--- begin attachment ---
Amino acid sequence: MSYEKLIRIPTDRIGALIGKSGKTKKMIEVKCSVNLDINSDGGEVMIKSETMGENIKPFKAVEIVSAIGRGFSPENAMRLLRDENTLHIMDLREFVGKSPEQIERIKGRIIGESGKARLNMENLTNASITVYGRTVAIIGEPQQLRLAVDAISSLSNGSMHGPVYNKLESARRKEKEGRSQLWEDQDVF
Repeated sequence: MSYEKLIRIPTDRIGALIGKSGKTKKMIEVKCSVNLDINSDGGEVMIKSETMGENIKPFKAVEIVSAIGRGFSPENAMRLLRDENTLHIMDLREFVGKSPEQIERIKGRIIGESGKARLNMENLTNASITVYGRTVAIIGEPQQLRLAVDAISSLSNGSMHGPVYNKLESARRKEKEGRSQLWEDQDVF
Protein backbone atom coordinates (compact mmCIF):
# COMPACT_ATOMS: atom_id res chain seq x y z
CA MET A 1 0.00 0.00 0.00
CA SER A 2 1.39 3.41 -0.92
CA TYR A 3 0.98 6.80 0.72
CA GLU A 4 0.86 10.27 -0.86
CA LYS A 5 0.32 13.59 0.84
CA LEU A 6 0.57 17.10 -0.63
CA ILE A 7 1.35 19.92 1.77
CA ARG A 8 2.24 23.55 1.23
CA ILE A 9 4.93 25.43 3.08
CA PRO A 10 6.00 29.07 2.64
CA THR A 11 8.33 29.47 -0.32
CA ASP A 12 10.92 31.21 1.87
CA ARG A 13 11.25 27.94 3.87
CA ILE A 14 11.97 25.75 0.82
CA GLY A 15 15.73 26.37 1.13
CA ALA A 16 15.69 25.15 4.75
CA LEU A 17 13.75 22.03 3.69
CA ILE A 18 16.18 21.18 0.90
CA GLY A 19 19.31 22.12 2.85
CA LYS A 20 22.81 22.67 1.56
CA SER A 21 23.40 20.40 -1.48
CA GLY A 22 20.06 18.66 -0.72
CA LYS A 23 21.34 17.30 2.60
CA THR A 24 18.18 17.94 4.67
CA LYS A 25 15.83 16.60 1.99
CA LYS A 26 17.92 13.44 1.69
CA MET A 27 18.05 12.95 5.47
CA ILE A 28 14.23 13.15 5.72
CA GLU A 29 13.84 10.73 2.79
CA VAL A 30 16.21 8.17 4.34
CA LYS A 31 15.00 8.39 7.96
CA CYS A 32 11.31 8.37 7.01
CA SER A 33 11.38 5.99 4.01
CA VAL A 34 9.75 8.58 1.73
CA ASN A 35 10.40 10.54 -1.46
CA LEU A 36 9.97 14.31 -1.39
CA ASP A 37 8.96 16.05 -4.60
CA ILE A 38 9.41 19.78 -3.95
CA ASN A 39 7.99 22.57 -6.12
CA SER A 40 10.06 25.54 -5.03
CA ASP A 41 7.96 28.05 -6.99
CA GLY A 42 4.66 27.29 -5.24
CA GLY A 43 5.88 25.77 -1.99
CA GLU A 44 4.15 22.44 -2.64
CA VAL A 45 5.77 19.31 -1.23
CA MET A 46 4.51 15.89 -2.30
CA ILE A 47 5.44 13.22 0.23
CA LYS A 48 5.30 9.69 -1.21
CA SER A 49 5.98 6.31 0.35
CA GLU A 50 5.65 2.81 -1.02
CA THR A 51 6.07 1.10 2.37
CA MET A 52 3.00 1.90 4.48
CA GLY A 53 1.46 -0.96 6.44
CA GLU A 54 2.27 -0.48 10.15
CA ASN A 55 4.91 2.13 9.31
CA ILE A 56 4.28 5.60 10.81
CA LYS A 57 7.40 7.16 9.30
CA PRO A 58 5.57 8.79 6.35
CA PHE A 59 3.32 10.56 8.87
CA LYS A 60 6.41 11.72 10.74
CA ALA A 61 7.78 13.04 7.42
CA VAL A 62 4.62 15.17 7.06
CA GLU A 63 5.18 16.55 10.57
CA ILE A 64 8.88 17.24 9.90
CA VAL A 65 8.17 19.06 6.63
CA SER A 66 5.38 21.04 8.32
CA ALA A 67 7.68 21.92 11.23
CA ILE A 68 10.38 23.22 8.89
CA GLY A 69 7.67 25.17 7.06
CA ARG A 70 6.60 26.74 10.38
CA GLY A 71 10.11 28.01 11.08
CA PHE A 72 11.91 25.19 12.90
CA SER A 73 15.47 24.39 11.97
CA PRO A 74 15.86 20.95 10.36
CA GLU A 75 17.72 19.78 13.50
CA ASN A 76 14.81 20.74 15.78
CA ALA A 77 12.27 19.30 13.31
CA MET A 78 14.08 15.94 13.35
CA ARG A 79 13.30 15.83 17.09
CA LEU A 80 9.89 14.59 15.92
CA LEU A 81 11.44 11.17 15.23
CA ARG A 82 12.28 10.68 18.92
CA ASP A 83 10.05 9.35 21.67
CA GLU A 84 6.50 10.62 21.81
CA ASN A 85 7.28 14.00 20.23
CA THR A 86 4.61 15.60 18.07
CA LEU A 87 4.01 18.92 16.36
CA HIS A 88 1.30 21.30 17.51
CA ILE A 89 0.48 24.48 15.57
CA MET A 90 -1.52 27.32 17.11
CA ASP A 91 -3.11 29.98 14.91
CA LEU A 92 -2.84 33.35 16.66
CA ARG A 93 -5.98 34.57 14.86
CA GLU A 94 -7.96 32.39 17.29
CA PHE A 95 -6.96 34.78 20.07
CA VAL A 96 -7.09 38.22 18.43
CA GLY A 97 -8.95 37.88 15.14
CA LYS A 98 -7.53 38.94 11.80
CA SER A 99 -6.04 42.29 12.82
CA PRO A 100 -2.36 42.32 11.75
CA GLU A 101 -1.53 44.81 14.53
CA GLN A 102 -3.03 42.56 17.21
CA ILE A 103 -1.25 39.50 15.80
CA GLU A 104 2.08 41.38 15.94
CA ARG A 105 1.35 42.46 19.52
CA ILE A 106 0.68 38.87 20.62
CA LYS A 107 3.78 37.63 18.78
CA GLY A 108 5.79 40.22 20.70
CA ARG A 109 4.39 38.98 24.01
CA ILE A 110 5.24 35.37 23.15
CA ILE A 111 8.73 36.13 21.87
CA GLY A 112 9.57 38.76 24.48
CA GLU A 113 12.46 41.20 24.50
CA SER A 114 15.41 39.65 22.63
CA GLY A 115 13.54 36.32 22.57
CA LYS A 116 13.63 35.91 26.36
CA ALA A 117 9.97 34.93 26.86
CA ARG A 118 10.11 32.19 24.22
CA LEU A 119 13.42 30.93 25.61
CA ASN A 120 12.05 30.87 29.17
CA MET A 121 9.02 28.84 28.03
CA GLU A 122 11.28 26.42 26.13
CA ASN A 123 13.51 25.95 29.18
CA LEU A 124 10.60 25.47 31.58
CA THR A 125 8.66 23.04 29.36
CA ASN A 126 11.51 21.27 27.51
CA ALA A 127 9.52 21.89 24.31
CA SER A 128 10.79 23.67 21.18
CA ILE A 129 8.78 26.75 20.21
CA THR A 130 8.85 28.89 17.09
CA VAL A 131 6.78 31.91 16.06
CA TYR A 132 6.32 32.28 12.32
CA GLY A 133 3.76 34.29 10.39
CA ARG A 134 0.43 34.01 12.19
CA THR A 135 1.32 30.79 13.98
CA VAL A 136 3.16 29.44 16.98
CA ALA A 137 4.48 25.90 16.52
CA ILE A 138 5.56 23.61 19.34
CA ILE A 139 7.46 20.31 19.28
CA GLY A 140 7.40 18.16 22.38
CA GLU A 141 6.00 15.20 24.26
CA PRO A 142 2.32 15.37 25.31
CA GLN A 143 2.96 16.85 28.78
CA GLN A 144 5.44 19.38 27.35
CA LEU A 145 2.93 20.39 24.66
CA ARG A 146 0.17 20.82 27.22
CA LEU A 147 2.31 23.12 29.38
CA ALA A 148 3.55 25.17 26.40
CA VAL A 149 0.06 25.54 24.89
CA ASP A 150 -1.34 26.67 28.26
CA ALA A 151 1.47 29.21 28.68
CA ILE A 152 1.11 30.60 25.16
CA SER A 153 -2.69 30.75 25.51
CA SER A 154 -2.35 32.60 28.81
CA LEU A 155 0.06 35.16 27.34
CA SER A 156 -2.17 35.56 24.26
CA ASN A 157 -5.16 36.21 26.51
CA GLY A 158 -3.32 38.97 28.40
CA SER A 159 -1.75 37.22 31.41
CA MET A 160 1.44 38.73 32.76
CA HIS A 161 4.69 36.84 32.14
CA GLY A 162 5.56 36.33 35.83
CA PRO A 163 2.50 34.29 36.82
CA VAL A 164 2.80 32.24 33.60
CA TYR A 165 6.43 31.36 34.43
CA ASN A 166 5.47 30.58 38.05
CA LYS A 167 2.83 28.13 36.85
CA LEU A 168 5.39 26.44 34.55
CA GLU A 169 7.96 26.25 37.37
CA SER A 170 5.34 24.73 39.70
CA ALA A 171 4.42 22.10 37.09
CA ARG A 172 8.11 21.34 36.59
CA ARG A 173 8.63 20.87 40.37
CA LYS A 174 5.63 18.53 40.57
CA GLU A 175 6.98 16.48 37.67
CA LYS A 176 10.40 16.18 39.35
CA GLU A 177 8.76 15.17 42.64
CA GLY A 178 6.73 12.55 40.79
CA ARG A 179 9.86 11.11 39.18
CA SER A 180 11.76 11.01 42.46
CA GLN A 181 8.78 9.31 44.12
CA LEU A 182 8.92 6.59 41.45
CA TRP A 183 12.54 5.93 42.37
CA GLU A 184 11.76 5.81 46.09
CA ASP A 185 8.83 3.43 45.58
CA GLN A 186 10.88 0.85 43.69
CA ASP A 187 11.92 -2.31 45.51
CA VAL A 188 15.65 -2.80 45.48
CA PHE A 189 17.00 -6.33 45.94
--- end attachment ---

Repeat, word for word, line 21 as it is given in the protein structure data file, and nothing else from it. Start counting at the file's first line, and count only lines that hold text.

CA LEU A 17 13.75 22.03 3.69